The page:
Florence was the youngest child of Joseph and Cecilia Maynard. In 1881 they lived at 87 Albany Rd. Camberwell, a suburb a mile or so east of Clapham. Joseph was a ganger with the Customs Service and was born in Beaulieu, Hamphshire in 1827. Cecilia was born in Charlton Kent in 1832. They had four children in Tower Hamlets – Cecilia F G, b 1862, Joseph B and Jane A, b 1864, and Florence Maud born in 1866. In 1881 Joseph was working as a cashier and the family had a live in servant, Rosina Dorrington. They seemed to live next door to a school run by Mr & Mrs Craddock.

When the 1891 census was taken Stephen and Mary Ann Ryan were still living at 129 Wirtemberg Rd. Of the children only Stephen Jnr was still at home. He worked as a clerk. They had taken in a widow, Hannah Webb, 76. Vincent should have been fifteen but was not at home


In the 1881 census Richard is listed as an artistic photographer. In Spring of 1886 he married Florence Maud Maynard in Lambeth and their first child, Florence Cecilia was born there in 1887. It seems likely they continued to live in Clapham until about 1889 before moving across the river to Hornsey in North London. Here Ursula Maud, Hubert Joseph and Norah Kathleen were born. The family must have moved to Cambridge around 1890 for at the 1901 census they lived at 12 Stockwell St. and Richard was described as a lead glazier. Patrick Dennis, born 1893, Mary Winifred Ryan born 1895, Stephen Maynard born Feb 1897, Basil Maynard born in the 2nd quarter of 1899, and Mildred Maynard (Girlie), born Dec 1900 Florence was only three months old when the census was taken. Later Richard Maynard was born in the 3rd quarter of 1902, Frances Maynard was born in the 3rd quarter of 1804 and Claude Maynard born in the 2nd quarter of 1906. Making a total of 12 children: however the 1911 census reports thirteen children, eleven of whom were living at that time. Richard Ryan died in Cambridge of lung cancer on 11 July 1948 aged 84. Florence died ion 2 April 1920 of cardiac disease.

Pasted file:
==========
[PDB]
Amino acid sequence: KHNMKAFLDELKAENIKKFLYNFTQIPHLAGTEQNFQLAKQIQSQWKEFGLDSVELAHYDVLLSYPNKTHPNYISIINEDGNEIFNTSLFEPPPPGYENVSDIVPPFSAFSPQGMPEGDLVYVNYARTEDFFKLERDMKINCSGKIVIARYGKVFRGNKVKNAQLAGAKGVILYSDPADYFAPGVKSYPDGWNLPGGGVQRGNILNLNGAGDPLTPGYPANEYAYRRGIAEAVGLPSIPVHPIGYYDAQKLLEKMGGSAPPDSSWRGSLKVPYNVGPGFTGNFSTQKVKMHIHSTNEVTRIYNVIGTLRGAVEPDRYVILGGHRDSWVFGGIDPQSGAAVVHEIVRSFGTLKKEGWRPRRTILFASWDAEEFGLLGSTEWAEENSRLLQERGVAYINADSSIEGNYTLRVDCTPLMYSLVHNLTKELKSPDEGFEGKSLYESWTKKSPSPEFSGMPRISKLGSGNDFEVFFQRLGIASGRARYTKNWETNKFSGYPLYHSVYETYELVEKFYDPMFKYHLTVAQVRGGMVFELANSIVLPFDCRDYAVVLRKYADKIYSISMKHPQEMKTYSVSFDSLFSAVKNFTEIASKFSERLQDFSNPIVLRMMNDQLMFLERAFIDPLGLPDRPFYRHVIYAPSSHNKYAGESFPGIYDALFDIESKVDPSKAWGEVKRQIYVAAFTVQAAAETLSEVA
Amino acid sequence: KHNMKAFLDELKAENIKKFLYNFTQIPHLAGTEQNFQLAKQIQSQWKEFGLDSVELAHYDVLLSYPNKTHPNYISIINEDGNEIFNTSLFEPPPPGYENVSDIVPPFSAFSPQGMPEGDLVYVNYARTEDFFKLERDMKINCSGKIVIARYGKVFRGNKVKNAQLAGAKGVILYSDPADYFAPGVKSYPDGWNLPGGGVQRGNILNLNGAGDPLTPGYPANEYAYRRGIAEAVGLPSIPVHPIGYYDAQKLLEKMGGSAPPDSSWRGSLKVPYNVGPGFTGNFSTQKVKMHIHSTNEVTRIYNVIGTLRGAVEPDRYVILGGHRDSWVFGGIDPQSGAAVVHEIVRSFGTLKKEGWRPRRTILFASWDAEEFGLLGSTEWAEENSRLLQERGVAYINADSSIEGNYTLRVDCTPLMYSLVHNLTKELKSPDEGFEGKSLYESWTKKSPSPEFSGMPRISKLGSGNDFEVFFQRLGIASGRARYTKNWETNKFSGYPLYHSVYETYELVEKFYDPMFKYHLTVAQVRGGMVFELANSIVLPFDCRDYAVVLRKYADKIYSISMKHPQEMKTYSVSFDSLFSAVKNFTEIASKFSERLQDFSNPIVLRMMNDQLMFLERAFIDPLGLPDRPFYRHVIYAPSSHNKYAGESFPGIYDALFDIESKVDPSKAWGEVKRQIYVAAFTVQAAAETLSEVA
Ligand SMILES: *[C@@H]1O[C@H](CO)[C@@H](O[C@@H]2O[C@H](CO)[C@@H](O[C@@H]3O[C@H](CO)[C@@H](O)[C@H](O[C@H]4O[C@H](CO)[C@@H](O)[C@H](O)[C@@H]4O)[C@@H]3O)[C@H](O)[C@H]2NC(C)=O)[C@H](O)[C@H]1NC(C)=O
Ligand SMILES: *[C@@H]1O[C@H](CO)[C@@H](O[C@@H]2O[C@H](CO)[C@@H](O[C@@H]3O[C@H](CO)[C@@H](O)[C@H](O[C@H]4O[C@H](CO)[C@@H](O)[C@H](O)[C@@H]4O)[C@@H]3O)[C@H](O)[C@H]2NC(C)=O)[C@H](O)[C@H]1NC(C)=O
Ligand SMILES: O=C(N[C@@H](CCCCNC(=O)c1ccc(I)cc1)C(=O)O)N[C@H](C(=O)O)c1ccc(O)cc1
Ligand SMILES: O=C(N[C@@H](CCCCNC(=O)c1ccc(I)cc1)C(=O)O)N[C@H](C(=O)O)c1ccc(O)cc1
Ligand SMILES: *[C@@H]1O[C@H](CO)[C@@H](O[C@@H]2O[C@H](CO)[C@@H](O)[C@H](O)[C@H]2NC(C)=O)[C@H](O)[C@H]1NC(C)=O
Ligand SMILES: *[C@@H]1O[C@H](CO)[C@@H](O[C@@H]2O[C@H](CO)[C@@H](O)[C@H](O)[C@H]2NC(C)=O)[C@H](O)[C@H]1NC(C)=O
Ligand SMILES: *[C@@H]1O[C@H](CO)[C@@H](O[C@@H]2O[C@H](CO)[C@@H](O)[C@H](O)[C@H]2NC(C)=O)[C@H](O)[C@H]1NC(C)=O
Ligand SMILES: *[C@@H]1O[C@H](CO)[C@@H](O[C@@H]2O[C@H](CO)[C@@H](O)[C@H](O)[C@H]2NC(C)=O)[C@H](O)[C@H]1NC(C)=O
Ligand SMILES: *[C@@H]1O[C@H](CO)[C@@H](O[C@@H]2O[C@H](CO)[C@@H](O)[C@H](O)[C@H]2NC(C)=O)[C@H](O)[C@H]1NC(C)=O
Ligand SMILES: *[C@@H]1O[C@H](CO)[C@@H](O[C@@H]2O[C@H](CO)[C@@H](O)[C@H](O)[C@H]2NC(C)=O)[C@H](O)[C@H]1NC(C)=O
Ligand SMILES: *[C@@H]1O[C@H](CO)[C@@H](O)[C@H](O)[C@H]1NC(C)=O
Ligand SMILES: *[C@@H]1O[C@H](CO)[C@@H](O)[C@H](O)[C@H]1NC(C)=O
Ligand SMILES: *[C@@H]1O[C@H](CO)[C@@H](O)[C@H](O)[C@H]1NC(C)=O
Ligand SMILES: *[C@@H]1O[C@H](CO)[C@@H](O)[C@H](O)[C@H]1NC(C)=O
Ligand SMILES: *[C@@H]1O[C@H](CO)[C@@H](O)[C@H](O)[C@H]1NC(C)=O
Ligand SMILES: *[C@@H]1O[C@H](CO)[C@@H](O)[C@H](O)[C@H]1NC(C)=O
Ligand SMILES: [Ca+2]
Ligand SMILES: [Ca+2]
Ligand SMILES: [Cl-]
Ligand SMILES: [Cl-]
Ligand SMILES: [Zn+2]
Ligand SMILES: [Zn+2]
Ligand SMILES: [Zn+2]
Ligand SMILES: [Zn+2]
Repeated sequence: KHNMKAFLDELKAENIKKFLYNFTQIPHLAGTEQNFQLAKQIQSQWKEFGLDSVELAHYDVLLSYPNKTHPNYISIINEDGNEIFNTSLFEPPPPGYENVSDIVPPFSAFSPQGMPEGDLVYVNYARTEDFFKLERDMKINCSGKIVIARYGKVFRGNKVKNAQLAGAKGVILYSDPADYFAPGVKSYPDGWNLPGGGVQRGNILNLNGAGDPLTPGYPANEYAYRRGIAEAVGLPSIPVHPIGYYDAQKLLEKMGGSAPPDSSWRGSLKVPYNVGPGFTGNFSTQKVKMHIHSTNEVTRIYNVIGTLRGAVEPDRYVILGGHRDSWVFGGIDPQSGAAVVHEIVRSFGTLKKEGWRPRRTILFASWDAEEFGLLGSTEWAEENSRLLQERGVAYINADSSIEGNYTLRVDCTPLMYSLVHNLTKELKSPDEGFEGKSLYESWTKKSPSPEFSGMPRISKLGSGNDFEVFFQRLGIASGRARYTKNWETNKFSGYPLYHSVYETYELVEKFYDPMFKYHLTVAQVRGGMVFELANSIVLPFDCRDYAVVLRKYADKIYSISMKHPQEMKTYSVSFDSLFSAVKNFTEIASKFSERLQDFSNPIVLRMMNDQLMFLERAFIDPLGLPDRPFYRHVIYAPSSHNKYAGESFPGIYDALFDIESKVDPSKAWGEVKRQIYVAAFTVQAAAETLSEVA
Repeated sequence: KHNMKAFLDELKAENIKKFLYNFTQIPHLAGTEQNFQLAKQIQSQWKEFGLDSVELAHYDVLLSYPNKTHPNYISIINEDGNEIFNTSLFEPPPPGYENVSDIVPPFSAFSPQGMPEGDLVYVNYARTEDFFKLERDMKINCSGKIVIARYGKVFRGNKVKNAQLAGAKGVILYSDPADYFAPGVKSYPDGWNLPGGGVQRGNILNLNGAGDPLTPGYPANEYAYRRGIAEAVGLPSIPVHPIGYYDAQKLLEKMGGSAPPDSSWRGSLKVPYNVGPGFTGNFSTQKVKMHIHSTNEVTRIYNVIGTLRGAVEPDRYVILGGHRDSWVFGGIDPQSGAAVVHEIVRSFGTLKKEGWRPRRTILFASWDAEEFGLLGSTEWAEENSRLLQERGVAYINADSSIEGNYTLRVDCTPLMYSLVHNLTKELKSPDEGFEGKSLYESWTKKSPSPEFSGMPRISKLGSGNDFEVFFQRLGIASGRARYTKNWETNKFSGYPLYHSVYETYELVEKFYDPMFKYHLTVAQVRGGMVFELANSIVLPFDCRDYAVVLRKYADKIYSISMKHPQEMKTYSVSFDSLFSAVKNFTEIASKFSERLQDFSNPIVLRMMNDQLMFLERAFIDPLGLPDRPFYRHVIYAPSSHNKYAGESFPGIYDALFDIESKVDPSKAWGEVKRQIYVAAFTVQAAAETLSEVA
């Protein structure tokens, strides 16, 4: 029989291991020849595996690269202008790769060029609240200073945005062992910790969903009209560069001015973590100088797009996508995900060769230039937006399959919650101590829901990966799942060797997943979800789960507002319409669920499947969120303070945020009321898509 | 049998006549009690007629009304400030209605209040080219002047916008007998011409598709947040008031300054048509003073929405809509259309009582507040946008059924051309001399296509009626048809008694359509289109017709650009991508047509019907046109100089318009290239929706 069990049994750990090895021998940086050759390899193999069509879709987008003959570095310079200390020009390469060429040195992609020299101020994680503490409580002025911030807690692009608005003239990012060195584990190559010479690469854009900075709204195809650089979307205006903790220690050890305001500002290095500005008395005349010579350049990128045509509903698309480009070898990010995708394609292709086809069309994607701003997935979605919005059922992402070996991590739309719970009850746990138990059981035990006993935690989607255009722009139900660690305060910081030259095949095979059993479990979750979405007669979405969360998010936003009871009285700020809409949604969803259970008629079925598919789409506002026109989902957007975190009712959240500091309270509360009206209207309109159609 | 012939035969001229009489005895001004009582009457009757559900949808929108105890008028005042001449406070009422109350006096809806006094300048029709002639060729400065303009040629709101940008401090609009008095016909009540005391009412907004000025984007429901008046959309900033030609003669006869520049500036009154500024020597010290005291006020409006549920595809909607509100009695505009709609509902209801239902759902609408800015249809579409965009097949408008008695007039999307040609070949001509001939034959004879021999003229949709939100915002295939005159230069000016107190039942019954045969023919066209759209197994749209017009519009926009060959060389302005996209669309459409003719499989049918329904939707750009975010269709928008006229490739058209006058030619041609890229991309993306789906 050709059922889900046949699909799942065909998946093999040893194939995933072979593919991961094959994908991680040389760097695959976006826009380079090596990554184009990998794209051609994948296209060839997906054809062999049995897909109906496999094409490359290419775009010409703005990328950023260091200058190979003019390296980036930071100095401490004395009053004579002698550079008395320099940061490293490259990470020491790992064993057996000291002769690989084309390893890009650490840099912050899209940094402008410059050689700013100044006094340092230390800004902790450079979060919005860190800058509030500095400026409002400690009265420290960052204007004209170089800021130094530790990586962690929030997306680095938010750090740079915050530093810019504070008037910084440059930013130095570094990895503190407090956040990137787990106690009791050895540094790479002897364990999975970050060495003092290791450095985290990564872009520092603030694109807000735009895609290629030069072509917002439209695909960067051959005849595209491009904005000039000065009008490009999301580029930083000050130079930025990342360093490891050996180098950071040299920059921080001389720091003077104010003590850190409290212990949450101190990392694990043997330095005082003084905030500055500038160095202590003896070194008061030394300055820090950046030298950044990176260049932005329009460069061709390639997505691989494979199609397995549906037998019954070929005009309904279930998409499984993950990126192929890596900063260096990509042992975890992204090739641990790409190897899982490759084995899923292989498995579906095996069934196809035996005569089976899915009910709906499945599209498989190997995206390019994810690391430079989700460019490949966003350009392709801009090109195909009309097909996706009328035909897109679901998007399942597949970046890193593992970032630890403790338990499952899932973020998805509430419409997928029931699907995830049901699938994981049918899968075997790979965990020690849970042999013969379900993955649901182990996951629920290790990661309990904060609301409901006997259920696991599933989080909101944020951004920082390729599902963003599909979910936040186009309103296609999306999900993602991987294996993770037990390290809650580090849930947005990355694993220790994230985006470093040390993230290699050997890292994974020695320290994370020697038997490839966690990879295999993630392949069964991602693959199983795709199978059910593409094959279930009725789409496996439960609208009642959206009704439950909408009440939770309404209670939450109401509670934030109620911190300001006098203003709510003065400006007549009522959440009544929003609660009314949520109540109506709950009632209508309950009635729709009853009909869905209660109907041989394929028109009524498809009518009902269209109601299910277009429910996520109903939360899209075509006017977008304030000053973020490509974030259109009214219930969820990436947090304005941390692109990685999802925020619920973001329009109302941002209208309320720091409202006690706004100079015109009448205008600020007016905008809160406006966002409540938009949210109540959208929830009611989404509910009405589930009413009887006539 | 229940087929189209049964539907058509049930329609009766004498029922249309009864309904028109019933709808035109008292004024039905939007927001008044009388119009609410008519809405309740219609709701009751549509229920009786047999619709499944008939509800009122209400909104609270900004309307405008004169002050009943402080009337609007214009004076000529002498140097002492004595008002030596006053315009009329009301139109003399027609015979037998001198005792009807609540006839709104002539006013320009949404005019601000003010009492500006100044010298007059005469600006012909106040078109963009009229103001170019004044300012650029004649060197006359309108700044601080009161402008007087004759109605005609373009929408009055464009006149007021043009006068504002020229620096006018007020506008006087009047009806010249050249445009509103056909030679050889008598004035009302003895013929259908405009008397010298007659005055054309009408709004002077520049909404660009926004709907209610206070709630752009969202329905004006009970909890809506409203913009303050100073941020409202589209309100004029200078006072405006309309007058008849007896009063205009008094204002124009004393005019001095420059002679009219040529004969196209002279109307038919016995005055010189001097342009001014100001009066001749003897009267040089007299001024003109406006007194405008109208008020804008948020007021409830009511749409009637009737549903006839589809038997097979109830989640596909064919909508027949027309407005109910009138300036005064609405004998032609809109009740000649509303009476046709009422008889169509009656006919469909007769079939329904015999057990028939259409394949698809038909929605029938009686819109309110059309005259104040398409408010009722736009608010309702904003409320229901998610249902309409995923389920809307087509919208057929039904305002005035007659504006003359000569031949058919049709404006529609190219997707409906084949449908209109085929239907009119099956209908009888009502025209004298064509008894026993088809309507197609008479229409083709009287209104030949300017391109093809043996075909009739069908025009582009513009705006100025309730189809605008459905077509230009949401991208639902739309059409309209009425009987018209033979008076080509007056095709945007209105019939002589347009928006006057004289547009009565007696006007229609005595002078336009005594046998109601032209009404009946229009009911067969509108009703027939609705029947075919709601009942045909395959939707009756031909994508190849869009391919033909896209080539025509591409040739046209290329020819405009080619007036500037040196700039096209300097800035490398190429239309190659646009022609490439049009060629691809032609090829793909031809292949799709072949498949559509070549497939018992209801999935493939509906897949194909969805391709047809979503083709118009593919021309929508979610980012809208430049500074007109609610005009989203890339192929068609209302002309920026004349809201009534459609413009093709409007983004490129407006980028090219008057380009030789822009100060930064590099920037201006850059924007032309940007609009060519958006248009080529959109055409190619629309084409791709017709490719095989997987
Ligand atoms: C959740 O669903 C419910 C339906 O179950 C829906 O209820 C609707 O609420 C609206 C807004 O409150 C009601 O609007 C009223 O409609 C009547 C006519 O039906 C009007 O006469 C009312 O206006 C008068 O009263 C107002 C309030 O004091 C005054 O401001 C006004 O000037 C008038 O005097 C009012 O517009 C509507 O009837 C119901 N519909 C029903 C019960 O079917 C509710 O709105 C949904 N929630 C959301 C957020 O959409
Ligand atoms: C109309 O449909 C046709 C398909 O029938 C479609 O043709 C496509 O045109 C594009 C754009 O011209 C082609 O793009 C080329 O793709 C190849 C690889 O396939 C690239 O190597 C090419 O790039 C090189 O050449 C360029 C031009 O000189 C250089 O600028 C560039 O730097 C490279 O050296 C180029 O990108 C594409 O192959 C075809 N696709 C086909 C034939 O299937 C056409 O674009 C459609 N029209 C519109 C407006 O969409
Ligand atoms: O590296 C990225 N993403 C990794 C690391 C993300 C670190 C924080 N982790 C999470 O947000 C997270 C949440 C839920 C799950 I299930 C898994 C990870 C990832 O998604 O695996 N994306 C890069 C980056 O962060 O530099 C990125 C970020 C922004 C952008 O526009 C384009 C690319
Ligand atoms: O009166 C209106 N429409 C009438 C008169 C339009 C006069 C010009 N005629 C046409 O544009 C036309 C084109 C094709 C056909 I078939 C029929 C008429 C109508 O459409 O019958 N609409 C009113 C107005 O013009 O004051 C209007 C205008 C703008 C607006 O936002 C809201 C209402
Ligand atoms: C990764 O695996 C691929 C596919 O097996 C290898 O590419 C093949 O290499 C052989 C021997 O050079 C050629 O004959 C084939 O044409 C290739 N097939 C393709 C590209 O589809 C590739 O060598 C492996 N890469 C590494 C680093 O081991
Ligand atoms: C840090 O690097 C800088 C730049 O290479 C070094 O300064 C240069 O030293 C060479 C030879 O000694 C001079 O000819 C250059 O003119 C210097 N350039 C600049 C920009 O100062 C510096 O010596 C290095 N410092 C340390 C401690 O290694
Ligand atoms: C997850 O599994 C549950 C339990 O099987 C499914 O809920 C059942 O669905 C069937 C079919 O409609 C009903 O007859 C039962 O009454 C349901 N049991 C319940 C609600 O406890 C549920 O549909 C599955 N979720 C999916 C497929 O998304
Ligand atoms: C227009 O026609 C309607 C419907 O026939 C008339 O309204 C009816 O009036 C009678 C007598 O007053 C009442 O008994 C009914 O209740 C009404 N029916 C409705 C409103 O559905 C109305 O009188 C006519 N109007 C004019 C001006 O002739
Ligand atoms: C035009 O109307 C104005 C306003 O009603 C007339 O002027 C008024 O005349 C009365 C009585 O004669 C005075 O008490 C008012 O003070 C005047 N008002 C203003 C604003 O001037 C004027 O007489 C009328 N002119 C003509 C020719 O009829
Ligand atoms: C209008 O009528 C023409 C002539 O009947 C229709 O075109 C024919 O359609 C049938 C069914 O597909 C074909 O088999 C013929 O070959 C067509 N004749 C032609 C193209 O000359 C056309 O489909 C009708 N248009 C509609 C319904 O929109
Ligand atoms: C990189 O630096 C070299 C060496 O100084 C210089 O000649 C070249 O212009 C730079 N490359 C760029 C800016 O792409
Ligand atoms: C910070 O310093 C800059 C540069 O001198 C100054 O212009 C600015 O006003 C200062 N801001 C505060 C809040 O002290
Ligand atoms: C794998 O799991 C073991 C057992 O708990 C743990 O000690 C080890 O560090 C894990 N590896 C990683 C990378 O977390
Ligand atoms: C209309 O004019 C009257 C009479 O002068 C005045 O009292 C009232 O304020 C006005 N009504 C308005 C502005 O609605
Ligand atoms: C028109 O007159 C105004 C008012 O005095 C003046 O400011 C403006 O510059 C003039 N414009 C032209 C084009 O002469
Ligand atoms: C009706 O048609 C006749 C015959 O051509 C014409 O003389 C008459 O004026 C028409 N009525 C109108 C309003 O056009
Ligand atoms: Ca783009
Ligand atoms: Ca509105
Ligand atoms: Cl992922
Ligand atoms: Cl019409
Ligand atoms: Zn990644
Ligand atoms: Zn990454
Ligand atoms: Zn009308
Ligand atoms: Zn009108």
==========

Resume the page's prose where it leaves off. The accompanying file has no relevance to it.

The Ryan House at 29 Mawson Rd Cambridge (today)

Florence (Floss) married Alfred H Lingwood in the spring of 1923 at Windsor and had a son Hugh. At the time of her father’s death she lived at 29 Kimberly Rd Cambridge. She died in Cambridge in 1974. Alf died there three years later.

Mildred married Herbert Dawson (photo above) in late 1925 in Cambridge and later moved to Mylor, near Falmouth in Cornwall.(photo of house below). She died there in 1985

Hubert served as a medical officer on HMS Hood he married Lily Hatch in Gosport in 1919 and had one son Peter (photo).Hubert died in Gosport in 1960 and Lily followed 10 years later.

Basil married Daisy Fisher in Ipswich in 1925. She died there in 1972 and basil lived on there until late in 1981.

Stephen enlisted in the Cambridgeshire Regiment during World War I and was killed in action in France in May 1916 aged 19. He was buried in the Guards Cemetery at Windy Corner, Cuinchy.

Frances Ryan married Reginald J White in late 1930. He was a Cambridge academic and author.

Claude followed Winifred to Australia and in 1932 married Charlotte (Jane). Their baby died as an infant. Claude enlisted in the AIF as was captured when his unit was over-run in Timor. He was killed in 1944 when the ship on which he was being taken to Japan was sunk by a American submarine.